The Literary Life



Neighborhood: Lower Manhattan, SoHo

The Literary Life: NYC 1982

I recall distinctly
The famous author 
Standing over me
As I scraped the plaster
Off her bathroom floor
Left behind by 
Workers renovating
The building 
The first time I talked to her
She called me up
To express her
About the bathroom
I felt I’d done 
Something wrong
Like I was in trouble 
With my mother
Like I’d messed up
My chores 
Or something
So I hurried on up
To her apartment
And met the famous author
All apologies
I got my little bucket
And paint scraper
And she showed me in
And pointed down at 
The white spots on 
The tile floor
The real estate company
Manager had told me 
That her latest novel
Was being turned into
A mini-series about 
Rich girls at a boarding school
OK, I said, and shrugged
She watched me as I
Scrubbed and scraped
She’d written a book 
On bathroom decoration
She said, This mess
Is completely unacceptable.
Her husband she told me
Was so and so
The owner of kitchen and
Bathroom stores
In London
One thing I’d learned
Growing up was
Don’t talk back to
The woman in charge
Be a good boy
Don’t fuck around
That’s the lesson for
Workers and
It’s OK to look up
And smile every
Once in a while
Eyes down
Keep on scraping 
The Keshcarrigan 
Bookshop was right down
Warren Street on
West Broadway
The owner was
A friendly person
With a lyrical Irish
She’d smile when
I walked in 
Sometimes she’d let me be
Sometimes she’d
Make conversation and talk
About books 
And authors
In her tidy shop I felt
Removed from the crazy
City just to be there
In the quiet with
The second-hand and 
New books
The sunlight and
Shadows on the floor
I bought a Frank O’Connor
I’d linger looking
Through this book
Or that
And what do you do?
She asked me one day
I’m a Super up the street
at 258 Broadway
on the park.
Yes, or course, she said, But 
Do you write, 
Are you a writer, as well?
I hesitated, but then
I told her, Yeah,
Here and there.
Well, isn’t that
I don’t know if it is.
And what is it you’re
Working on?
I’m... I’m working 
On a novel.
Are you? she said
And then
She said maybe the
Kindest thing anyone
Has ever said to me,
Well, aren’t you brave!
I guess you could
Take that different ways
But for a few minutes
Stepping back out
Into the city everything
Seemed pretty good
The streets crowded with
Commuters hurrying
For the subway
And me going
The other way
The cars
Honking and jockeying
For position to be first
To the tunnels and the red
Sunset between the buildings
Down by the river and
Walking just to walk
And looking up
The shadow of
The World Trade Center
One on the other
And a few clouds 
Colored by the sunset
Moving above

Fielding Dawson at the Ear Inn 

I had a professor who called him Fielding Grounders 
But another one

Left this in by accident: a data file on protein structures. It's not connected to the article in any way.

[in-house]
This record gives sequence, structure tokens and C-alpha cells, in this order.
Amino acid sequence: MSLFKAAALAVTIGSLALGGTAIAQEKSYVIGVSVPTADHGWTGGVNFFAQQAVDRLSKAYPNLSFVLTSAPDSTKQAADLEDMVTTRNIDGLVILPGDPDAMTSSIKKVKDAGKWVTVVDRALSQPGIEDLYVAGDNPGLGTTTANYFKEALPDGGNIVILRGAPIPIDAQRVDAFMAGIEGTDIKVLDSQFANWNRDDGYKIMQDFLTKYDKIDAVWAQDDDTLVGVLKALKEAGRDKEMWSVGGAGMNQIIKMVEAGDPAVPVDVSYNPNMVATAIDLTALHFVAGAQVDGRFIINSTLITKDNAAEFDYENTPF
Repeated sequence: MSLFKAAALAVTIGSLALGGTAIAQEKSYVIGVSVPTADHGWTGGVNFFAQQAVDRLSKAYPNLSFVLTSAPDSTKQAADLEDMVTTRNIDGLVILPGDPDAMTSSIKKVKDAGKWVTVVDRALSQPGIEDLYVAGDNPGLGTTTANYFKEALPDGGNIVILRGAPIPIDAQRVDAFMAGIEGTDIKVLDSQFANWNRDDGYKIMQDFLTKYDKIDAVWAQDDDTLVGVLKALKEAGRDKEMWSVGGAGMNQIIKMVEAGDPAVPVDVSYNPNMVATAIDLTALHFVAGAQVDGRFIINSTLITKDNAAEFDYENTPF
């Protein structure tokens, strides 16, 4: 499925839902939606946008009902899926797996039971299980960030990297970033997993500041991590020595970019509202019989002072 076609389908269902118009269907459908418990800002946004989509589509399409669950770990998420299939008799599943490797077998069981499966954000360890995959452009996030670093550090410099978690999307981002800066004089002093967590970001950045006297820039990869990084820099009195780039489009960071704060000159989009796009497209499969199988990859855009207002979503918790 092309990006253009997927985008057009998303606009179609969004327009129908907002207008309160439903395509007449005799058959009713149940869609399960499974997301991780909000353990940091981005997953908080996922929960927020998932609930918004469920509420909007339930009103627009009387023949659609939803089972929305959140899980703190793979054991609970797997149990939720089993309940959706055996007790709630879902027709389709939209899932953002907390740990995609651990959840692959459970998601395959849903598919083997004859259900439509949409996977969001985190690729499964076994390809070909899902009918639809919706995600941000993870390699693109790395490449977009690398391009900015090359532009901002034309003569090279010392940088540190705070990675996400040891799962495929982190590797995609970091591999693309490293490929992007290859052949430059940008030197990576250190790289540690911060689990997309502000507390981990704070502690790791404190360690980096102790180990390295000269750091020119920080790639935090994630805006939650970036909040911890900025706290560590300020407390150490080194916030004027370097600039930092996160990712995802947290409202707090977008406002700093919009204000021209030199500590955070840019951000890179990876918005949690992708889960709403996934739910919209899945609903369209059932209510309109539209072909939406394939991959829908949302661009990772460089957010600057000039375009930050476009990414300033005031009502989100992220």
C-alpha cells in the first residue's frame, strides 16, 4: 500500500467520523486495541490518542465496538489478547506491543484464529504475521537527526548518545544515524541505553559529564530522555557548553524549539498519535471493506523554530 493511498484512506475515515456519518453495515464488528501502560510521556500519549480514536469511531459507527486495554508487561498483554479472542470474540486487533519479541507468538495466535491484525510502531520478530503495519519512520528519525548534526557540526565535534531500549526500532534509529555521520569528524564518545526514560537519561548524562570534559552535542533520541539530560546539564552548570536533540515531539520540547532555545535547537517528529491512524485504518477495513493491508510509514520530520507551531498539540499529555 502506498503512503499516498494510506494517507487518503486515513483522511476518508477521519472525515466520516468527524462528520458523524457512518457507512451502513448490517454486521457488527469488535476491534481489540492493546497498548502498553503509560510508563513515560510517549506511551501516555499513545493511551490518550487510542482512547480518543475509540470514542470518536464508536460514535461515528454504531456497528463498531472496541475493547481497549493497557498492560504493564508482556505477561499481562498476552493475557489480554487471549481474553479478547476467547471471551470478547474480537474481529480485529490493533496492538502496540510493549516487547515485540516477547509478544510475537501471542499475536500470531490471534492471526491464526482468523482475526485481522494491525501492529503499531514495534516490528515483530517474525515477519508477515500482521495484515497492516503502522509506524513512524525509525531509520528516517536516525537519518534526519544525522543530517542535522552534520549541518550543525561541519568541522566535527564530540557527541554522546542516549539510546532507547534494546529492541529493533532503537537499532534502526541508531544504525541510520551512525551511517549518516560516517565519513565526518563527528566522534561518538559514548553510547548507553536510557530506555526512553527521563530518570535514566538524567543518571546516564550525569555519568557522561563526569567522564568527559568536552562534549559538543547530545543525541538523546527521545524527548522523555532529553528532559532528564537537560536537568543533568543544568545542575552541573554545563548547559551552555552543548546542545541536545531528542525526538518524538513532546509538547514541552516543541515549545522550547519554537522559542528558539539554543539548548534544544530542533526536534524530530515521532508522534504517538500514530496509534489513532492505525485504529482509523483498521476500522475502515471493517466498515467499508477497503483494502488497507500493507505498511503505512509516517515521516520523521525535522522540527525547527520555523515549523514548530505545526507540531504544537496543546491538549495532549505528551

Who was gay 
loved him 
and loved all the 
Black Mountain and related 
I got a ride down to the city 
with my gay professor 
And we had a 
Good chat 
About art and writing 
And so on 
he told me about 
going to the bath 
houses and 
wanting to 
prostitute himself
just to try it 
I asked him 
why do you think 
don't have bath houses 
and he said 
you people got to get your 
shit together 
He took me to meet 
Fielding Dawson 
We had to wait 
until he finished his 
shift working 
As a sales clerk
at a department 
Then we sat around 
his apartment 
talking about 
Charles Olson 
and Edward Dorn 
and Franz Kline 
I remember Fielding
Saying sometimes
James Joyce was
“A little too cute” 

Outside of walking around Gloucester looking for Olson's house 
eating a hot dog 
on a street corner 
with Fielding Dawson 
is about as close as 
I'll get to that part 
of literary America 
But I also went to
Fielding Dawson's 
reading at the 
Ear Inn 
where the guy 
who introduced him 
"America has produced two great writers of 
fiction. William Faulkner and Fielding Dawson!" The small crowd 
in attendance clapped 
And I opened my 
signed copy of 
Krazy Kat and 
76 More 
to read along 
as best I 
Of course Fielding 
has disappeared from 
the literary landscape 
(as do most authors) 
searching my library system's 52 libraries
there is not a single title by the 
on the other hand 
is doing ok 
for now


Dan Hubbs worked as a building super at 258 Broadway in the early 80's while taking a few lit grad courses at NYU.  He's an old-time style banjo player and song writer. You can see a recent Caffe Lena show with his band Banjo Varient on YouTube. He received a grant to publish a book of narrative poems and song lyrics in 2021. The book, Downtown Super Tells All, is available at Amazon, etc.

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